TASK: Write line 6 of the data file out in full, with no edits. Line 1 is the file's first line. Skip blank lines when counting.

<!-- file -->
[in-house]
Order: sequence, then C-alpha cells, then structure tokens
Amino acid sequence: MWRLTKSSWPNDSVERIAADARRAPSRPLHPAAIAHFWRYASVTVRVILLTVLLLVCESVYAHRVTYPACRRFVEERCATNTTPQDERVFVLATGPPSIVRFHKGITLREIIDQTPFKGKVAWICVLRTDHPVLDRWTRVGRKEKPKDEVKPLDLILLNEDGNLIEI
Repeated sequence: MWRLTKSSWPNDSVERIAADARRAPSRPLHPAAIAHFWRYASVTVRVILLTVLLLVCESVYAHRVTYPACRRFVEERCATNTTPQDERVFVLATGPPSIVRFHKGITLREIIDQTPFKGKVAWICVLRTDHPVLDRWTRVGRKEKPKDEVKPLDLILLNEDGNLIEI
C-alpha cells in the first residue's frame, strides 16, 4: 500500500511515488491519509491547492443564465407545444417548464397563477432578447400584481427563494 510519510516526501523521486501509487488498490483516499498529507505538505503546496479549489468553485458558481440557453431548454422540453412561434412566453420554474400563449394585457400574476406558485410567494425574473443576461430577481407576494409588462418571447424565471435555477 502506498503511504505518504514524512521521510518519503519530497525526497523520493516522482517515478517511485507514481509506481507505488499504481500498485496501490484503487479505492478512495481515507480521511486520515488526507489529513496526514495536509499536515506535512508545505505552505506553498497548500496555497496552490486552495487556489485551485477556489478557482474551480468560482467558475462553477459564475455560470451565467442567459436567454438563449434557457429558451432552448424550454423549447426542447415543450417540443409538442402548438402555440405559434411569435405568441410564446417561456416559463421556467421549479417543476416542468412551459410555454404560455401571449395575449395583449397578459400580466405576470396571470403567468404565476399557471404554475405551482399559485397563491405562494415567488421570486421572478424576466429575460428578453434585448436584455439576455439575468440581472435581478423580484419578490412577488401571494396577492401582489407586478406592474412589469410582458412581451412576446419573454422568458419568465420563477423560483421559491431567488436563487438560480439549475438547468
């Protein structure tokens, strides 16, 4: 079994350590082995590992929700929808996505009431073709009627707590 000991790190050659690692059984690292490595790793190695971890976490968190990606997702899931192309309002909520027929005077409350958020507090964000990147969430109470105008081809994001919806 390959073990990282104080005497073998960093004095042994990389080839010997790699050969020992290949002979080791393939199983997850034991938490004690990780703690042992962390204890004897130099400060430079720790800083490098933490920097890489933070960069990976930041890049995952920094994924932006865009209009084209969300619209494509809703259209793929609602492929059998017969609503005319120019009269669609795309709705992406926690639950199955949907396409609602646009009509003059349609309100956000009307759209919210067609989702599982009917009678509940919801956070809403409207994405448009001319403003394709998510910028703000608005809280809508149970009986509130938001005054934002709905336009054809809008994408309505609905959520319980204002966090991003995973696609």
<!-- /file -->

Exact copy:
């Protein structure tokens, strides 16, 4: 079994350590082995590992929700929808996505009431073709009627707590 000991790190050659690692059984690292490595790793190695971890976490968190990606997702899931192309309002909520027929005077409350958020507090964000990147969430109470105008081809994001919806 390959073990990282104080005497073998960093004095042994990389080839010997790699050969020992290949002979080791393939199983997850034991938490004690990780703690042992962390204890004897130099400060430079720790800083490098933490920097890489933070960069990976930041890049995952920094994924932006865009209009084209969300619209494509809703259209793929609602492929059998017969609503005319120019009269669609795309709705992406926690639950199955949907396409609602646009009509003059349609309100956000009307759209919210067609989702599982009917009678509940919801956070809403409207994405448009001319403003394709998510910028703000608005809280809508149970009986509130938001005054934002709905336009054809809008994408309505609905959520319980204002966090991003995973696609």